On humor, that Gaffigan guy, and teachable moments.

DSC_2874-FIX

Fun fact: I love Jim Gaffigan’s Hot Pockets schtick. I’ve watched all his stand-up, and I even liked his tv show. (Both seasons. Now you know.)

This morning Gaffigan was on CBS Sunday morning, with a funny little bit about massage. Except, it wasn’t very funny. It was just kind of….ignorant.

He dismissed massage as “decadent and weird.” And said a few other things, that were more ignorant than funny. It’s easy to get annoyed and pissy and blame him for being dumb. But he’s not dumb. He just doesn’t know.

Most people don’t know about massage. It feels weird to type those words, since I live and breathe massage, but it’s true.

A 2016 Survey reported that an average of 19 percent of adult Americans received at least one massage in the year prior. That’s it.

So 81% of the adult population is walking around with no idea how great they could feel. Or they think massage is just a superfluous luxury. Or sex work.

Gaffigan probably doesn’t know that massage is great for headaches, low back pain, and general crankiness.

Maybe nobody told him that that massage can help with depression and anxiety issues. And sleep problems, too.

Probably he never heard about one of my autistic clients who got cozier with touch and started holding his parents’ hands and hugging them more.

In fact, most people don’t realize that “50 percent of people have received a massage for one or more of the following reasons: soreness, stiffness or spasms, to relieve or manage stress, for prevention or to improve quality of life, injury recovery or rehabilitation, to keep fit or healthy/maintain wellness, pregnancy/prenatal, or to control headaches or migraines.”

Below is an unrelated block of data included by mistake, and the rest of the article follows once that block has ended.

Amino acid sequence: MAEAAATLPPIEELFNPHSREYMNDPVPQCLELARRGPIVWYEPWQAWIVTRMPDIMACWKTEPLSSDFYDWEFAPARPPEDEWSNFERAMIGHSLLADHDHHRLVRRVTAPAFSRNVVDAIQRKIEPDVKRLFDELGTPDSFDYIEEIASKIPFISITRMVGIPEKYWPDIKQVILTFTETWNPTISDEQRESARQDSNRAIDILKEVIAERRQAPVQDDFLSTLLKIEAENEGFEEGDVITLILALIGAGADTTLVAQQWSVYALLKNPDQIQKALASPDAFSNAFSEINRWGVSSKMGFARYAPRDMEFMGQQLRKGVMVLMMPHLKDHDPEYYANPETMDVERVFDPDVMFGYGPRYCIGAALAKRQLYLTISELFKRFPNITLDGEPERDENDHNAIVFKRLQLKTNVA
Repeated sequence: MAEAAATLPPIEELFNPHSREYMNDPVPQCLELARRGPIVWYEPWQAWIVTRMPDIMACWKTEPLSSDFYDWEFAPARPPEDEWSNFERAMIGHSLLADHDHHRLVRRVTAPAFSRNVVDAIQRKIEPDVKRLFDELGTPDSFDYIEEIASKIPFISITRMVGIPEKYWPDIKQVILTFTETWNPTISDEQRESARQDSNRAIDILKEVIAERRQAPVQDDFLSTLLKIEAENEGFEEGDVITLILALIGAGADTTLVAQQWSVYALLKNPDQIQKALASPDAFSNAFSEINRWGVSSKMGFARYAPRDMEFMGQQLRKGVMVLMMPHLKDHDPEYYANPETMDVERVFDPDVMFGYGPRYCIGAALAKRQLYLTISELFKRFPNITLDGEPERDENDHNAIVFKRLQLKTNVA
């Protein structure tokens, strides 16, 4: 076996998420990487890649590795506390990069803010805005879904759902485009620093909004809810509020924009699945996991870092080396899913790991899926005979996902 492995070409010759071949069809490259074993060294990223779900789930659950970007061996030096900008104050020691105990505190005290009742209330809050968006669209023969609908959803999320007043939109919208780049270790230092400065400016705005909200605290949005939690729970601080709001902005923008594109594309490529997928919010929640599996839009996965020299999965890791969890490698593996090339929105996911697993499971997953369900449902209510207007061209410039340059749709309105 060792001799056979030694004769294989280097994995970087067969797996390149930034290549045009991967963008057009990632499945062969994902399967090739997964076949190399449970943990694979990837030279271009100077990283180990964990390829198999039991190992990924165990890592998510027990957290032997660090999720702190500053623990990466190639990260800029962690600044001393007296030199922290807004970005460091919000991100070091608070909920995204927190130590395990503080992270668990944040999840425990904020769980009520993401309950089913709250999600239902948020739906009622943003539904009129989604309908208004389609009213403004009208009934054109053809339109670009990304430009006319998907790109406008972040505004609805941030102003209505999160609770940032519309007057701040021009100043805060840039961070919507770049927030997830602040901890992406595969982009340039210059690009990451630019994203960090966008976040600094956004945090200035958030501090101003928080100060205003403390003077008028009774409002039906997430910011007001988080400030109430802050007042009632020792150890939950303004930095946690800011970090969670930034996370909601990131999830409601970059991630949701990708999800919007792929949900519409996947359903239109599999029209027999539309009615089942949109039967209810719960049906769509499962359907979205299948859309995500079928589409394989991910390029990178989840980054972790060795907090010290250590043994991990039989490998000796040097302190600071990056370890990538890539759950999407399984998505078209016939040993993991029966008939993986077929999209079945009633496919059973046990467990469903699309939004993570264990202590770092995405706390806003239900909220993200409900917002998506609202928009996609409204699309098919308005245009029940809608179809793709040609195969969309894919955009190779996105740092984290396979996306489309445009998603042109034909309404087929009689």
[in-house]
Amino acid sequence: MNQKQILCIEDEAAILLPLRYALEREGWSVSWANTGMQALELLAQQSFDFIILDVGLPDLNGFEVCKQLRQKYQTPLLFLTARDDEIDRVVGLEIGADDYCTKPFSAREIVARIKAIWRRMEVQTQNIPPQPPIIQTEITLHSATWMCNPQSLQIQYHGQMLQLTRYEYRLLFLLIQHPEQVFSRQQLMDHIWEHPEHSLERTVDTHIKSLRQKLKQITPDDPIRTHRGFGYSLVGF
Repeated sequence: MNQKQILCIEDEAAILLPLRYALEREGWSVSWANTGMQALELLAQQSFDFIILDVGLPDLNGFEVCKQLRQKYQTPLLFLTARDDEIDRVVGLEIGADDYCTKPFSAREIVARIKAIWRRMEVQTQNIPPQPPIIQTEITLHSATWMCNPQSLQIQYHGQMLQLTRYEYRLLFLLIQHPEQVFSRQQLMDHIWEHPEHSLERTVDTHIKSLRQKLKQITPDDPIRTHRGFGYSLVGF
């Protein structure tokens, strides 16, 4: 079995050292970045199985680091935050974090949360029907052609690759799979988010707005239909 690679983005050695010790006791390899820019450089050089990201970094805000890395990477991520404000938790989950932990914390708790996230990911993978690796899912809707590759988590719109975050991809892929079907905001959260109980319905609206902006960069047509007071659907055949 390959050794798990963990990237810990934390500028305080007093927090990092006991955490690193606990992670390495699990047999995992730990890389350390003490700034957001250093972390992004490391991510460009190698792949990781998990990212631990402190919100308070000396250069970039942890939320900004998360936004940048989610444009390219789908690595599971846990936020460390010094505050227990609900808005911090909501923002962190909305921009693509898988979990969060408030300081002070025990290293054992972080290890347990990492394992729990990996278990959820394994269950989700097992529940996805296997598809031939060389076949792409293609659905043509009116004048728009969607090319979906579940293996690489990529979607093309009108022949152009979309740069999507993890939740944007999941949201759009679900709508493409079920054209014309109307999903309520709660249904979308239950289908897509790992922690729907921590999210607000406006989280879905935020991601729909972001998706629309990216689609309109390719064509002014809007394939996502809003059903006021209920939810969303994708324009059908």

Twelve years ago when I started in this profession, it was common to hear ”Oh, do you give happy endings?” whenever I said I was a massage therapist. Seriously, this happened while I was sitting next to my dad at a family BBQ. More than once. You pretty much have to have a sense of humor to handle crap like that on a regular basis and still love your job. Thankfully, it’s a rare occurrence nowadays.

I can appreciate a good comic bit. I crack plenty of jokes about massage. At the same time, I can’t help but be aggravated by the ignorance of Gaffigan’s schtick. It’s misleading and perpetuates a disdain for legitimate self-care that I find unacceptable.

Some people are straight up nervous about massage. They think it’s like the movies, and they’ll be all kinds of naked with just a little towel covering their bits ‘n pieces while a therapist beats the crap outta them. They don’t know the massage table is snuggly warm and they can stay as layered up as they want.

But you’re different. You’re a client of mine, and you know the truth. When you hear someone spout a misconception about massage, speak up and share your story.

Tell them how massage has helped you, how it’s part of your wellness plan, just like brushing your teeth or going to the gym. (And if you know someone who could use a massage, send them my way.)

Thanks for being my client, and thanks for being an advocate for massage.

Sorry, comments are closed for this post.